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Frontiers of Science

Math: a game too fun to stop

SAKAI Hidetaka

Associate Professor, Graduate School of Mathematical Sciences

October 2, 2023

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Meeting mathematics “for real” in college

Associate Professor Hidetaka Sakai, the recipient of the 2019 MSJ Analysis Prize, is one of the leading researchers in the Japanese mathematical community. He was described as “an internationally esteemed, global leader in the study of Painlevé equations” when he received the award. Sakai himself, however, is not so sure, saying, "I don't remember why I decided to specialize in mathematics, I just somehow ended up doing so.” When asked if he liked elementary mathematics when he was a child, he replies, "I don't remember much about that either, but I suppose I did. I was not good at memorizing, so I did not do well on exams," he laughs and tilts his head in contemplation. “It was in college (Kyoto University) that I met mathematics “for real,” and it was something completely different from what I had seen before. It seemed very new to me.” That is when he realized the depth, mystery, and philosophical aspects of the “universe” called mathematics… and he was captivated.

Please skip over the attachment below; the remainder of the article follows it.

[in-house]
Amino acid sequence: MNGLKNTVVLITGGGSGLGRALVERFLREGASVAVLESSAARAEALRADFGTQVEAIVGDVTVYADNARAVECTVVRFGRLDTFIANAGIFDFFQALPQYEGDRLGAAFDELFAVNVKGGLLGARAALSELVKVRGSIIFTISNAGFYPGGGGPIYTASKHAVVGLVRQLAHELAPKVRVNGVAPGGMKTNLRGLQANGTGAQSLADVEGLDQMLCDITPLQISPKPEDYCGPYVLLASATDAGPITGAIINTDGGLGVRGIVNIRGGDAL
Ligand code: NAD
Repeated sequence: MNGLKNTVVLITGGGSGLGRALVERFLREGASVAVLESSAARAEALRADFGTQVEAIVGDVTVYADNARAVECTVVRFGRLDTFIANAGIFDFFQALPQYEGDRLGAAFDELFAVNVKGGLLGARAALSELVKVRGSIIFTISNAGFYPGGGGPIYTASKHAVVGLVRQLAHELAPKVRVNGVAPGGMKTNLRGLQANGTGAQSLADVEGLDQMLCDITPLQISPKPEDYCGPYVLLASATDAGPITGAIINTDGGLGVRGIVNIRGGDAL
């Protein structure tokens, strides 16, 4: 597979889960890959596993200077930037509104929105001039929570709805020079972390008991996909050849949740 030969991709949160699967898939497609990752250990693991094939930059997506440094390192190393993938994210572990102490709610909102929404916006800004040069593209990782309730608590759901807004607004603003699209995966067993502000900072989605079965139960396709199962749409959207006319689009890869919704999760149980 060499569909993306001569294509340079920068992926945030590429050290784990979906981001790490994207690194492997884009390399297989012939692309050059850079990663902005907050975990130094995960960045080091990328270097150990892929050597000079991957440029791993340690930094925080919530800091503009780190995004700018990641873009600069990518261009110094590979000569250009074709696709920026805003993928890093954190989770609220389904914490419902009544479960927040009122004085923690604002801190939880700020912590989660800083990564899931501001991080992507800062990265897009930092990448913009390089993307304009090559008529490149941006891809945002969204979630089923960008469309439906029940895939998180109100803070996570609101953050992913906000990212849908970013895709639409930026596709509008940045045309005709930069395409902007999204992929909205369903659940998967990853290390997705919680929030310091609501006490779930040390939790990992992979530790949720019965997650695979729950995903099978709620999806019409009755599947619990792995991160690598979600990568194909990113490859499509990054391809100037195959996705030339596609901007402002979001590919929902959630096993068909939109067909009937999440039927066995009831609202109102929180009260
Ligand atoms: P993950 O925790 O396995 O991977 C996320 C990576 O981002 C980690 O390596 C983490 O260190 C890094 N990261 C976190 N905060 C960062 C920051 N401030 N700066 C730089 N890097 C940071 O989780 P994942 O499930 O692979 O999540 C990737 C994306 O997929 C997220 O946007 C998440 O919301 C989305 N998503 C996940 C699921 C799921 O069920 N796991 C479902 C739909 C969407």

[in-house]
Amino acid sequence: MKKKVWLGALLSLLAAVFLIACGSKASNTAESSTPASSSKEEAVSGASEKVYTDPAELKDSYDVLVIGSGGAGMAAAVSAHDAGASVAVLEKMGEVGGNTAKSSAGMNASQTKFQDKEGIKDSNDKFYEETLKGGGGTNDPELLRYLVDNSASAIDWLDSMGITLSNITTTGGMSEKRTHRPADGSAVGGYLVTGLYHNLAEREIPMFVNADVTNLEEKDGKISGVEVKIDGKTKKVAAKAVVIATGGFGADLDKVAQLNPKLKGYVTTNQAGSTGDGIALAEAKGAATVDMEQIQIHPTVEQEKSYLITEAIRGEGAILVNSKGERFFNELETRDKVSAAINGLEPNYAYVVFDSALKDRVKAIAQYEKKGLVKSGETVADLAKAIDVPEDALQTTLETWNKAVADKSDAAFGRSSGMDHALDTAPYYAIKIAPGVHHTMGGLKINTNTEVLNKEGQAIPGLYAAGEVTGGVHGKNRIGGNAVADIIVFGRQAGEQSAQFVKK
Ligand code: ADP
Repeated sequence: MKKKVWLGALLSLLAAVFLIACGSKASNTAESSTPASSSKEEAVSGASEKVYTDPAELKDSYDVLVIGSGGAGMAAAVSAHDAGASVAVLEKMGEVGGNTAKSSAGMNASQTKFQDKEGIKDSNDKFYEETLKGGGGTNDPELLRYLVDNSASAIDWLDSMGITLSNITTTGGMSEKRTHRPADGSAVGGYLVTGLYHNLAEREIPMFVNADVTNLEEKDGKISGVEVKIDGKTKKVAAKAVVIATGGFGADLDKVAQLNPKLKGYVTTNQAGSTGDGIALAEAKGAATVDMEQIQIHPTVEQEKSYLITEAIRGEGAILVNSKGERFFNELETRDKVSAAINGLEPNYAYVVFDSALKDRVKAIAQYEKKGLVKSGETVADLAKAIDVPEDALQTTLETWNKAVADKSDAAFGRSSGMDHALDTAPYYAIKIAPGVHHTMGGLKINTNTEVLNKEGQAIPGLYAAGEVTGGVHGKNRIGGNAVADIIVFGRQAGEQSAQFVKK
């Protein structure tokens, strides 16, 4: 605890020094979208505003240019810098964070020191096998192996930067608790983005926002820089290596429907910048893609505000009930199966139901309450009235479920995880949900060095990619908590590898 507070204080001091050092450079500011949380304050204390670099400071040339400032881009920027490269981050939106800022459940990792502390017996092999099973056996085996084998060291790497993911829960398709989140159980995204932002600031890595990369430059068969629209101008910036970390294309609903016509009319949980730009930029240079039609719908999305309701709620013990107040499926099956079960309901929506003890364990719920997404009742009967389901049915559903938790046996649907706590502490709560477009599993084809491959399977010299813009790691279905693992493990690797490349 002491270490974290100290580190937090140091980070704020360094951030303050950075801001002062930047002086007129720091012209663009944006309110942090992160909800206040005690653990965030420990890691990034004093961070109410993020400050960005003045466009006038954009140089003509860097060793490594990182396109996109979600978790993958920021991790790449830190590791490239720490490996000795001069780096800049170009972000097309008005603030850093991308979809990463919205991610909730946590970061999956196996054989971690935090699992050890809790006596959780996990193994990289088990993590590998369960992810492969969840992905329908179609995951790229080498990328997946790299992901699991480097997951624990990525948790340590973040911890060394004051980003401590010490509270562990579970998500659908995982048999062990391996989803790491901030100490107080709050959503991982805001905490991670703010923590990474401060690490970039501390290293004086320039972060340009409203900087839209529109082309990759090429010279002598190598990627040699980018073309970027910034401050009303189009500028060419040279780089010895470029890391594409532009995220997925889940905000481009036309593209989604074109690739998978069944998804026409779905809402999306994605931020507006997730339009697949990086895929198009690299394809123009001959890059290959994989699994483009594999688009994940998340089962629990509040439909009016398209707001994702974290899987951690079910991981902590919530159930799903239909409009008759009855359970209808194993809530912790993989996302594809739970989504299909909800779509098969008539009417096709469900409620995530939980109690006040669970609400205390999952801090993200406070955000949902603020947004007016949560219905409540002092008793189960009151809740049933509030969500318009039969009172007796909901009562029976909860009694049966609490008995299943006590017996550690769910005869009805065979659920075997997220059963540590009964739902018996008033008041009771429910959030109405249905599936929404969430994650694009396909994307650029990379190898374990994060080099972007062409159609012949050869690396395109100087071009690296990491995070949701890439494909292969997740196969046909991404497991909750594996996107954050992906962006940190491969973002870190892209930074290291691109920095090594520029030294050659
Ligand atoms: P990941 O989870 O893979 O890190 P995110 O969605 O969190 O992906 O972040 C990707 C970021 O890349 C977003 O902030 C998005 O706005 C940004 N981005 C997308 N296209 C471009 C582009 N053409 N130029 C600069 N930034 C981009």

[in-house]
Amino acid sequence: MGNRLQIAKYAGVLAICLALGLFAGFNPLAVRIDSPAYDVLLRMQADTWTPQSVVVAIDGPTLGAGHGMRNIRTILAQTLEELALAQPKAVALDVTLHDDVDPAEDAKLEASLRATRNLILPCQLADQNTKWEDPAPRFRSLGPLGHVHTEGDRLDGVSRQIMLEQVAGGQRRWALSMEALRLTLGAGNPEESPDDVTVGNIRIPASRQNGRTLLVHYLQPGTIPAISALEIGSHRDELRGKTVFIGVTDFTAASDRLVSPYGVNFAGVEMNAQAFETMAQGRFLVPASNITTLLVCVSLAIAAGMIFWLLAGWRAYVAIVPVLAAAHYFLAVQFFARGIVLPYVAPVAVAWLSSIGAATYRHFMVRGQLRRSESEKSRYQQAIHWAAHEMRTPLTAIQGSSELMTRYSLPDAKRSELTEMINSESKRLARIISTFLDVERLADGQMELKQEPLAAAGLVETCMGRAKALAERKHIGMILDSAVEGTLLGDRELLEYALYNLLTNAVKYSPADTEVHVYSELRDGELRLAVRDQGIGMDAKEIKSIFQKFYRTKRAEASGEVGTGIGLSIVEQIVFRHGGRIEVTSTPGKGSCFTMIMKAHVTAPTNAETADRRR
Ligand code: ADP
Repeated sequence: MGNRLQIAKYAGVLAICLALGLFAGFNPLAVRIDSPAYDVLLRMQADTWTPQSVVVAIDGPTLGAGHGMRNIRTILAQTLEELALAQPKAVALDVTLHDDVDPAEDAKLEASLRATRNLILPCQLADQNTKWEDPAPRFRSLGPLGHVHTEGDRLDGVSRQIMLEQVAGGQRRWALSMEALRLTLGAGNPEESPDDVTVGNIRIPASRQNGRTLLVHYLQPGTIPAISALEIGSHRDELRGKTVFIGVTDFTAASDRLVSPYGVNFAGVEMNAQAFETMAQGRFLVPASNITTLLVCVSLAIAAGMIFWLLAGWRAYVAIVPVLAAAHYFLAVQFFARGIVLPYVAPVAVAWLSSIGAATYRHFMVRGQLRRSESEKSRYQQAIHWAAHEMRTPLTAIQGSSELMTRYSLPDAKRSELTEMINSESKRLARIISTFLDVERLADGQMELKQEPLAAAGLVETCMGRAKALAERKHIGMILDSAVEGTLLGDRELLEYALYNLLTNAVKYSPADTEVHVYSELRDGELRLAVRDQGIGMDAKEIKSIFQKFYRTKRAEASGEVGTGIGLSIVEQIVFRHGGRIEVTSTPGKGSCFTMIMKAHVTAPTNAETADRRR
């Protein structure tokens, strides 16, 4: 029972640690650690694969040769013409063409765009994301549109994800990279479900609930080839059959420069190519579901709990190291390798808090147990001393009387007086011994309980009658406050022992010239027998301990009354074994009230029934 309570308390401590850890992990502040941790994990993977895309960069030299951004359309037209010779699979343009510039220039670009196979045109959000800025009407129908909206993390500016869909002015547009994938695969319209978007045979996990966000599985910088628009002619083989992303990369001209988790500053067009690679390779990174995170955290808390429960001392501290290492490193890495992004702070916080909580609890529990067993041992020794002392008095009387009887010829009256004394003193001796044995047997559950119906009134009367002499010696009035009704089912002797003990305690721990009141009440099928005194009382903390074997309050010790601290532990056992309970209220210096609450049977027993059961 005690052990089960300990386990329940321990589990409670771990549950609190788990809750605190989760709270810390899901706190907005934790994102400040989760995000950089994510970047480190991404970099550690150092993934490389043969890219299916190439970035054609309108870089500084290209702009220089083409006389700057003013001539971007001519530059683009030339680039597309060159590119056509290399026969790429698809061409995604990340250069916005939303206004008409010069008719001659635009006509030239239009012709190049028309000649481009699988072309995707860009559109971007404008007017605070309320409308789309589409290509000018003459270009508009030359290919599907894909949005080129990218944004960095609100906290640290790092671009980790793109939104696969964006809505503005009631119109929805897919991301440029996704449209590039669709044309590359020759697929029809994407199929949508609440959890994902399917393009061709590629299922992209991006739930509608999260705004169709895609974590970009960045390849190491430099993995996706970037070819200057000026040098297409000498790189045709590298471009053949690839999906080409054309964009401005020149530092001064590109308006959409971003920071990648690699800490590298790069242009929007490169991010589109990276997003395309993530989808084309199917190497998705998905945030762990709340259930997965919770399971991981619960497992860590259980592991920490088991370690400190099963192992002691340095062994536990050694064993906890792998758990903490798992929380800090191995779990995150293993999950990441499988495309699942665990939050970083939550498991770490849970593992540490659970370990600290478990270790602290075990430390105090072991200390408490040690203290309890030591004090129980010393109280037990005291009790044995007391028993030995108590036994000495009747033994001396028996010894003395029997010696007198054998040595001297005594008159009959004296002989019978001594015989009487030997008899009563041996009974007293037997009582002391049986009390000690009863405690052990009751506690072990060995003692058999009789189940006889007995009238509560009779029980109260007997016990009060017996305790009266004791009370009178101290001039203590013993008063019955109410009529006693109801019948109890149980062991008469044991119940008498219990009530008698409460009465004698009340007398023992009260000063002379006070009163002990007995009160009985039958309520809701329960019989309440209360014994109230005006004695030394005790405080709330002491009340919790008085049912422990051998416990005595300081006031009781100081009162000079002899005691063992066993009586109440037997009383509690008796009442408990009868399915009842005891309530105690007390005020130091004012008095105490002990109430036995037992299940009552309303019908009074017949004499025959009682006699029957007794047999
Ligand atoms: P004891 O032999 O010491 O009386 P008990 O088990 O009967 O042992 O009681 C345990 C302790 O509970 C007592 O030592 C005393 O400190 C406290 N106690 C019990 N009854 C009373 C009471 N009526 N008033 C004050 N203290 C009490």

“I think that there are stories in mathematics. You can create your own story by proposing an idea that you find interesting. That was what made me want to do this as a profession. When I decided to go to graduate school, I did not think much about finding a job or anything like that. Looking back, I think it was a daring choice that I made without thinking about the future (laughs), but that is how much fun I had studying mathematics.”